There are four things every counterman should know when it comes to selling clutches:
1. Sometimes it isn’t the clutch that is causing clutch problems. The problem may be the release mechanism, linkage or linkage adjustment. If a clutch fails to release, the problem is often a bad master clutch cylinder, slave cylinder or hydraulic concentric release bearing. Replacing the master and slave cylinder at the same time is recommended to reduce the risk of future problems.
On older vehicles that use a cable release mechanism, the clutch may not release if the cable is broken or misadjusted. A problem with the pivot fork that operates the release bearing can cause similar problems.
Clutch noise is usually caused by a bad release bearing, but it can also be caused by a bad pilot bushing in vehicles that have a pilot bushing in the back end of the crankshaft.
2. Sell a complete clutch kit, not just individual parts. The clutch is a system so it should be replaced as a set: a new clutch disc, a new pressure plate and a new release bearing. A kit will contain the correct parts for the application and assure a trouble-free installation. Mixing parts from different suppliers can sometimes result in installation issues or a stack-up of manufacturing tolerances that prevent the clutch from engaging or releasing properly.
Labor is the most expensive aspect of replacing a clutch. Selling a kit that includes all three major components reduces the risk of having to do the job over if a part that wasn’t replaced later fails.
3. Sell the gaskets and seals your customer needs to fix an oil leak if their old clutch was ruined because of oil contamination. Oil leaks past a worn rear main crankshaft seal, transmission input shaft seal, or engine valve cover or intake manifold end gaskets can foul a clutch and cause it to slip. Installing a new clutch is a waste of time and money if the oil leak isn’t repaired before the new clutch is installed.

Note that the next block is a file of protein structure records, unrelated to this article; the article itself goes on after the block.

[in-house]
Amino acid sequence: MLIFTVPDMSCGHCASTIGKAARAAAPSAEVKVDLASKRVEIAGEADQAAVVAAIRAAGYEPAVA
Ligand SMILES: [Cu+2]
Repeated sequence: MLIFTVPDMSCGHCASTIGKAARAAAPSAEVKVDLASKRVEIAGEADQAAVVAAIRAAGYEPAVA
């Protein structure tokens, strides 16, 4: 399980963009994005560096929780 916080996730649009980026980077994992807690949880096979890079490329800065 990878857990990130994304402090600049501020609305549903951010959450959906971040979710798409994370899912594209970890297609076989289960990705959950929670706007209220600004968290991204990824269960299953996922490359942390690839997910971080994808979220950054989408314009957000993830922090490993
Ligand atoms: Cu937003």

4. Recommend a clutch upgrade if a stock replacement clutch can’t handle the load. Premature clutch failure and frequent clutch replacement are signs that the stock clutch can’t handle the load (or the driver’s bad habits like riding the clutch or slipping the clutch excessively). Stock clutches are designed to handle stock torque loads, so if an engine has been modified for more power or more turbo boost, is driven aggressively, or is used for towing, off-roading or racing, a stronger, more durable clutch may be needed.
Many clutch suppliers offer a range of upgrade options including larger diameter clutches, higher clamp load ratings with stiffer springs and better friction materials. Such products may be labeled as heavy-duty clutches, performance clutches or racing clutches. Some are designed for very specific applications (like towing, racing or pulling) while others are suitable for everyday driving. The best advice is to follow the clutch supplier’s usage recommendations.
Higher clamp load combined with more aggressive friction materials[Insert image tag at cursor]
can increase harshness when the clutch engages. The more aggressive the clutch linings, the harsher the engagement. That’s not an issue in a racing application, but for everyday driving it may be. A better choice would be a replacement clutch that offers an increase in performance and durability over a stock clutch, but is not as aggressive as a racing clutch.